Namibia Basics: Where to Stay and Eat
In Namibia its meat, meat, and more meat. Except, that is, for the fresh seafood in Swakopmund.
That’s the seared ahi tuna at The Jetty 1905.
But before we get to the topic closest to my heart — and stomach — a few recommendations about places to stay. BTW, all of the places listed below comped us on the lodging. Nonetheless, I think that my comments are fair and unbiased, but you should check out reviews on Trip Advisor and elsewhere for more specific information from a wider range of sources.
In Windhoek we stayed at the Pension Moni, a pleasant, no frills place a few minutes removed from the central district.
Our accomodations in Etosha were at the Etosha Safari Lodge, a spacious, attractive property with roomy chalets overlooking a wide expanse of forest.
For our first two nights in Swakopmond we stayed at The Stiltz on the beach. The separate chalets, raised on stilts, are linked by a boardwalk. The chalets are large and comfortable, but dark. The dark wood walls have something to do with that, but I was also told that they keep the lighting dim so as not to attract mosquitos. It works. I didn’t see a mosquito the whole time we were there.
In Sossusvlei we stayed at the Kulala Desert Lodge, an intimate group of attractively designed and appointed tented chalets with great views.
On our last night, back in Swakopmund, we stayed at the Desert Breeze, an architecturally distinct, spacious and especially attractive collection of chalets overlooking the sand dunes a couple of miles from the center of town.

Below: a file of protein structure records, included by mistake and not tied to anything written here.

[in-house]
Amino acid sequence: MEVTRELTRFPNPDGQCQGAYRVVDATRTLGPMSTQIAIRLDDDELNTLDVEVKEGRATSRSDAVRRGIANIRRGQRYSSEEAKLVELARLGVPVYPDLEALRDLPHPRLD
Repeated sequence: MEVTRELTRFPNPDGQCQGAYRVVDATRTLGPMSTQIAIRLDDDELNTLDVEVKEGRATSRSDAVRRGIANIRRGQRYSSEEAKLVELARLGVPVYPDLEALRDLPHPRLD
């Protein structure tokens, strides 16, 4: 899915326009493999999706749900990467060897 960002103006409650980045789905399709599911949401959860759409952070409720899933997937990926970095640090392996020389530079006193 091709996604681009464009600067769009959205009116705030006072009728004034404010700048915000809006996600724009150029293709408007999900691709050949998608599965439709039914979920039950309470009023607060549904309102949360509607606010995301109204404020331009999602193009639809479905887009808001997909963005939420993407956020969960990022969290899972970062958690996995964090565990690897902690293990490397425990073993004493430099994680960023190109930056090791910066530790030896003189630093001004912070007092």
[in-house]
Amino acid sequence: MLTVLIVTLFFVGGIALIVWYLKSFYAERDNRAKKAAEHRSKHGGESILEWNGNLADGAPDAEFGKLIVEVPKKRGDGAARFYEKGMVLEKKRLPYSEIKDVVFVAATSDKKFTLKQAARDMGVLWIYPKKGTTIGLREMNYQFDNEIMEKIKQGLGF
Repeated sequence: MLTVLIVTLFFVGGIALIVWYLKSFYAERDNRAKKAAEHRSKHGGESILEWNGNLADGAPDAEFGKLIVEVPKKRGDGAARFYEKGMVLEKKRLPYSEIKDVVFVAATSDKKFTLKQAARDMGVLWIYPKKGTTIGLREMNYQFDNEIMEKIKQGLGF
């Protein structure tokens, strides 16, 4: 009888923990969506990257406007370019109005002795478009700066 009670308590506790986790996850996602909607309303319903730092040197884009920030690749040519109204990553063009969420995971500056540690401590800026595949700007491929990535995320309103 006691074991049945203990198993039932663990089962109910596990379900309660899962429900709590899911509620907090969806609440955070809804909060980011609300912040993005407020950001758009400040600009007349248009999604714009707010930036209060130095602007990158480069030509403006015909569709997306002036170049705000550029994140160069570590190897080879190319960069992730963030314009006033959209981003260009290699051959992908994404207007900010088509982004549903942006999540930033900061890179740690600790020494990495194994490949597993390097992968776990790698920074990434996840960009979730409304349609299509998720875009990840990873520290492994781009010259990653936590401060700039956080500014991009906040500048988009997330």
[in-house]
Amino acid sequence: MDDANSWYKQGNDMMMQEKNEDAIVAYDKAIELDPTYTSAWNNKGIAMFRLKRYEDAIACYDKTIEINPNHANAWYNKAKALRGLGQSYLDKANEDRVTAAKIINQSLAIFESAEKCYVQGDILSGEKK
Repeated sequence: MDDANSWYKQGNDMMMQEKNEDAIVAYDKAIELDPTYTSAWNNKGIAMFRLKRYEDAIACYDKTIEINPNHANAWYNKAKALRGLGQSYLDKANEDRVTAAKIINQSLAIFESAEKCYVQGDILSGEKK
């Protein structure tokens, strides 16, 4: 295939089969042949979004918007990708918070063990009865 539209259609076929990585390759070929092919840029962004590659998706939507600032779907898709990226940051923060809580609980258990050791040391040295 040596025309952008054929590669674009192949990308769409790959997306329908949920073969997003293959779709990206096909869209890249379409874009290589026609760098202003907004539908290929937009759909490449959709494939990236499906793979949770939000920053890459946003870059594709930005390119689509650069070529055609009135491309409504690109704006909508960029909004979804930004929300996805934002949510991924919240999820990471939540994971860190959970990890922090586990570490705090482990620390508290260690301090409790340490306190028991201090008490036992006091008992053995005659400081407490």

The main culinary attraction in Windhoek and at the lodges was game — oryx, kudu, springbok, eland, ostrich, etc. I’m not a big fan of game, but I did try it several times. It was always good, but like I said it wasn’t my favorite. That said, I enjoyed every meal and would recommend all the restaurants we tried in Windhoek. They included the elegant Stellenbosch Bistro and Wine Bar, the Sardinia Blue Olive Restaurant for Italian food, and Joe’s Beerhouse, a popular, informal, wildly-decorated outdoor restaurant famous for game and red meat in general. We also had an excellent lunch at the cafe at the Namibia Craft Centre.
In Swakopmund, it was seafood. At The Tug at the foot of the jetty, I had Kinglip Papillotte, a fillet with shrimp and mushrooms baked in foil; at the Hotel Europa Hof, it was grilled prawns with garlic; and at the Jetty 1905, it was sushi and seared ahi tuna. Probably the biggest surprise of all was the Thai style red curry calamari stir fry in coconut sauce at the Fish Deli, an unpretentious lunch place in the heart of the city. As you can see from the photo I could hardly contain myself and ate at least a third of the dish before I could stop myself and take a photo.
Don Mankin is a travel writer, business author, psychologist, organizational consultant and executive coach. He is the author of “Riding the Hulahula to the Arctic Ocean: A Guide to 50 Extraordinary Adventures for the Seasoned Traveler.” To check out his blog, visit http://www.adventuretransformations.com/wordpress/